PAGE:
The French are fond of observing that the more things change, the more they remain the same. In one respect, the change was revolutionary. The dominant parties of the center-left and the center-right were demolished. In another respect, little changed at all. The policy menu is the same.
IF FRANCE HANDED Macron’s upstart En Marche party a commanding majority in the National Assembly, Germany ended its brief flirtation with novelty and opted firmly for continuity. The Schulz boomlet collapsed as abruptly as it had arisen in January, when Schulz took over as party leader from Vice Chancellor Sigmar Gabriel.
Eight months ago, polls put the Social Democrats almost equal to Merkel’s Christian Democrats. But in May, just a week after Macron’s victory in France, the CDU scored a stunning upset in the state of North Rhine-Westphalia, normally an SPD stronghold. Schulz’s party fell a full seven points below its result in the previous state elections, popping the Schulz bubble. From a high of 32 percent in the spring, the SPD fell into the low 20s, while Merkel’s CDU/CSU climbed back up to near 40.
Angela Merkel thus seems poised to win a fourth four-year term as Germany’s chancellor. Meanwhile, Macron, backed by a solid majority in the National Assembly, has proposed a major overhaul of the French labor code, which, if successful, will make France look more like Germany. What the French call “the Franco-German” couple (the Germans prefer the term “partnership”) thus enters late middle age, 60 years after the Treaty of Rome, with its deepest fears temporarily allayed but with the tensions that have defined the marriage since the beginning still nagging at both partners.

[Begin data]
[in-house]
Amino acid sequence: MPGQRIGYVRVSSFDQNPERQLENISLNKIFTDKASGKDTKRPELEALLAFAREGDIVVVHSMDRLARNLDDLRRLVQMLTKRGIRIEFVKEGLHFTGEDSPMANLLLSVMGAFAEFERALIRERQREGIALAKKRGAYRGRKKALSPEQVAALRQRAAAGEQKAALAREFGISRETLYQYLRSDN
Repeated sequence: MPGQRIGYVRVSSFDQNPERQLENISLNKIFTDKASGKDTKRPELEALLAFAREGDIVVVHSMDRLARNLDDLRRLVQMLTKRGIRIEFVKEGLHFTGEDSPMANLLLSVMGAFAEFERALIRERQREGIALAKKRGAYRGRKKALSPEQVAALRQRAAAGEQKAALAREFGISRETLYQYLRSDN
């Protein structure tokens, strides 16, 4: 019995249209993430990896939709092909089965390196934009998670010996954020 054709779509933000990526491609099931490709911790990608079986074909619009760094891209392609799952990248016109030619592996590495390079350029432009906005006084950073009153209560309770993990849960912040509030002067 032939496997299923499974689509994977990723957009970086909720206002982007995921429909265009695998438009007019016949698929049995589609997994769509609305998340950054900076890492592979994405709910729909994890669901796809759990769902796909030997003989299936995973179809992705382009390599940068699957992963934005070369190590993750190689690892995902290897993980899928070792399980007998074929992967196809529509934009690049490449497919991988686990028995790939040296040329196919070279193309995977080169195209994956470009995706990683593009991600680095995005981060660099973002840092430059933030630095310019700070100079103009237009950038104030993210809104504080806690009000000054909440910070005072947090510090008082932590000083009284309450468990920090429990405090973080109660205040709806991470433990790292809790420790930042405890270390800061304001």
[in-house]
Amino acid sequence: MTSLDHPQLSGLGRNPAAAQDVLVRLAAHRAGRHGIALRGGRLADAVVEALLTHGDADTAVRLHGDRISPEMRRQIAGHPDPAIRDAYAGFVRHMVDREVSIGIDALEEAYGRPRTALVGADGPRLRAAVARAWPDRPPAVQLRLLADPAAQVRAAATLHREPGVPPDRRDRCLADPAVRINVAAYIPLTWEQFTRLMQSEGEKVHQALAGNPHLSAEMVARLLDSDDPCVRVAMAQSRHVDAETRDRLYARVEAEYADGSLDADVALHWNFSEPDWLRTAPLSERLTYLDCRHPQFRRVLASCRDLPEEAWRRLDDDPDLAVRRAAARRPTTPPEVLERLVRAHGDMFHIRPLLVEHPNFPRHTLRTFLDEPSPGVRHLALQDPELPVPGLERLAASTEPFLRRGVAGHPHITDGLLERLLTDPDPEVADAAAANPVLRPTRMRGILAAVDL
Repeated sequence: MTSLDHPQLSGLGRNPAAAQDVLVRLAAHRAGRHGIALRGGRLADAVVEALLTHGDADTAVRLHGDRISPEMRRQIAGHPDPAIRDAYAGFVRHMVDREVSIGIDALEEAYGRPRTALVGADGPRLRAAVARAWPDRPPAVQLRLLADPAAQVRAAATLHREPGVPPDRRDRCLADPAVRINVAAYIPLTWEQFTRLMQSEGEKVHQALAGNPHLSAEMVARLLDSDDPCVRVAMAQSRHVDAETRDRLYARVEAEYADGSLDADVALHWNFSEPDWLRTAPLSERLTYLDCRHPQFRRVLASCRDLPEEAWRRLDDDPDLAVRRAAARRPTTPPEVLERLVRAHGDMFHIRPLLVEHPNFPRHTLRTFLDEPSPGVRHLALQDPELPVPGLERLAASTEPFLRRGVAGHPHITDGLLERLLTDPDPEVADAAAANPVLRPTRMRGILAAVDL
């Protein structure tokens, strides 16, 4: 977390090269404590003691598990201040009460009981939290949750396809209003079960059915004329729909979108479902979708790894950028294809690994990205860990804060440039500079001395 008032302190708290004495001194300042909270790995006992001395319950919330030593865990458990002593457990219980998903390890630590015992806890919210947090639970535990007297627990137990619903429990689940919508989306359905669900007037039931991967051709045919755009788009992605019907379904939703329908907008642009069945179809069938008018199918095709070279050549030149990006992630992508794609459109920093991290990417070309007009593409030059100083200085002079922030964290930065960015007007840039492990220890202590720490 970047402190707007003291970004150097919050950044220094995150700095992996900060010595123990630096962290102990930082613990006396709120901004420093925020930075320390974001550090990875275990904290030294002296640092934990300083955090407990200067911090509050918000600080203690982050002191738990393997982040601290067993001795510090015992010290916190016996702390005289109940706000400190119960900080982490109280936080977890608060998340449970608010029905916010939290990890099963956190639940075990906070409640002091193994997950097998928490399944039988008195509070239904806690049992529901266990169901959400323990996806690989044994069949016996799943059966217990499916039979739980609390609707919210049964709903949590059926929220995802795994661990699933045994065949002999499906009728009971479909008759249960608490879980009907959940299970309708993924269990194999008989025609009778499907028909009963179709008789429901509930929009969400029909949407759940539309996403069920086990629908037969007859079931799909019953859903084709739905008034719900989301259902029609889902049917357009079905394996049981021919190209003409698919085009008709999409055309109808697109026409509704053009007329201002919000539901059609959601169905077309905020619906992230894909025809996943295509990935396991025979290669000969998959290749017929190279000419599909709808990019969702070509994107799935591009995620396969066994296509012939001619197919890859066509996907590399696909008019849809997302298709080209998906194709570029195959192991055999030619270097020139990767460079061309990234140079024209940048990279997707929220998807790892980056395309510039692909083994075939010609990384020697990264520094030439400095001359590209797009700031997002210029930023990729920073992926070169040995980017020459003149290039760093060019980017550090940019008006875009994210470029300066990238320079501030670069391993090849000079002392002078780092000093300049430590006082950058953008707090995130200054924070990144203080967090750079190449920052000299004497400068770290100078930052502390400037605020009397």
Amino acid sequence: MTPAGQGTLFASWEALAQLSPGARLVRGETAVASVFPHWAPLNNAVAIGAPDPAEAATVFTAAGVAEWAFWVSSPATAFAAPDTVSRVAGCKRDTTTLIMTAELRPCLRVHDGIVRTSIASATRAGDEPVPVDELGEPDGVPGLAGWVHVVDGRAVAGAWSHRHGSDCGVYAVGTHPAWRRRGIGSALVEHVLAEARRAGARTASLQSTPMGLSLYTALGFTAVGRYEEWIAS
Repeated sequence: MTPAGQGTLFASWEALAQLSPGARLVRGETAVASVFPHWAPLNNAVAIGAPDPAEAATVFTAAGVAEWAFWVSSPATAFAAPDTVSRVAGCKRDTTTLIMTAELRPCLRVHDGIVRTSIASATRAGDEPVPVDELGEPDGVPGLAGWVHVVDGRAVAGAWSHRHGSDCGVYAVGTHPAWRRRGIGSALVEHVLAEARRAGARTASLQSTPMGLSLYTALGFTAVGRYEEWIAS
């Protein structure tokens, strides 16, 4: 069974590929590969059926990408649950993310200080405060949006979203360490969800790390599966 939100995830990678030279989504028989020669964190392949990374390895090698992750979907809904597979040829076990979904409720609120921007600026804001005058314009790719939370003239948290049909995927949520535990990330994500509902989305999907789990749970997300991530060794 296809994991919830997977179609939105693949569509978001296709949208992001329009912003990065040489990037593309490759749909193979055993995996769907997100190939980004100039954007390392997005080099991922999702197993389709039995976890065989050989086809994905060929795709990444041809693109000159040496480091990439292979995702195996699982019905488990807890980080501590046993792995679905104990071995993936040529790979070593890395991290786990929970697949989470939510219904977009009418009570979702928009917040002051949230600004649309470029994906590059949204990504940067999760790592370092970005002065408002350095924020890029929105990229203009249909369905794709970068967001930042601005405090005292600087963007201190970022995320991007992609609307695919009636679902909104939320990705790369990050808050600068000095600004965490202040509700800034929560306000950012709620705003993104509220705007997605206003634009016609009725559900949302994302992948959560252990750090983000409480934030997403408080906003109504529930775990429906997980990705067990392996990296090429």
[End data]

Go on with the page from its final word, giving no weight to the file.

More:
The near certainty of Merkel’s re-election in Germany limits Macron’s room for maneuver. The young French president ran as a staunch European and, like his two predecessors, flew to Berlin immediately after his election for consultations with the chancellor. Merkel indicated that she was receptive to Macron’s proposals for Eurozone reform and followed up in late August by announcing that she favored his proposal to appoint a single finance minister for the zone and adopt a centralized budget. The August announcement was particularly well timed to signal German support for Macron just as he prepared to disclose the details of his signature labor-code reform.
Eight months ago, polls put Martin Schulz's Social Democrats almost equal to Angela Merkel’s Christian Democrats. But now, Merkel seems poised to win a fourth term as Germany's chancellor. Here, Schulz speaks in Gelsenkirchen.